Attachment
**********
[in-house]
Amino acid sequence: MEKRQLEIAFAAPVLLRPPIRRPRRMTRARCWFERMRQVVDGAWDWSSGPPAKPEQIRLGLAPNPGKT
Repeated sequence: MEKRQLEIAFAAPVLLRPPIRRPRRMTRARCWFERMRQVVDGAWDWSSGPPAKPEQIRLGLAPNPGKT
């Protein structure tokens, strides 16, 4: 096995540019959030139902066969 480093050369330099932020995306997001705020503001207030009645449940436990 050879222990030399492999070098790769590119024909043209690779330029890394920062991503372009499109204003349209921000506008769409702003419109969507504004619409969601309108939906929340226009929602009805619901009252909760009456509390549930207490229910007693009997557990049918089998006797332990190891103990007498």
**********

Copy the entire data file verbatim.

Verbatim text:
[in-house]
Amino acid sequence: MEKRQLEIAFAAPVLLRPPIRRPRRMTRARCWFERMRQVVDGAWDWSSGPPAKPEQIRLGLAPNPGKT
Repeated sequence: MEKRQLEIAFAAPVLLRPPIRRPRRMTRARCWFERMRQVVDGAWDWSSGPPAKPEQIRLGLAPNPGKT
């Protein structure tokens, strides 16, 4: 096995540019959030139902066969 480093050369330099932020995306997001705020503001207030009645449940436990 050879222990030399492999070098790769590119024909043209690779330029890394920062991503372009499109204003349209921000506008769409702003419109969507504004619409969601309108939906929340226009929602009805619901009252909760009456509390549930207490229910007693009997557990049918089998006797332990190891103990007498």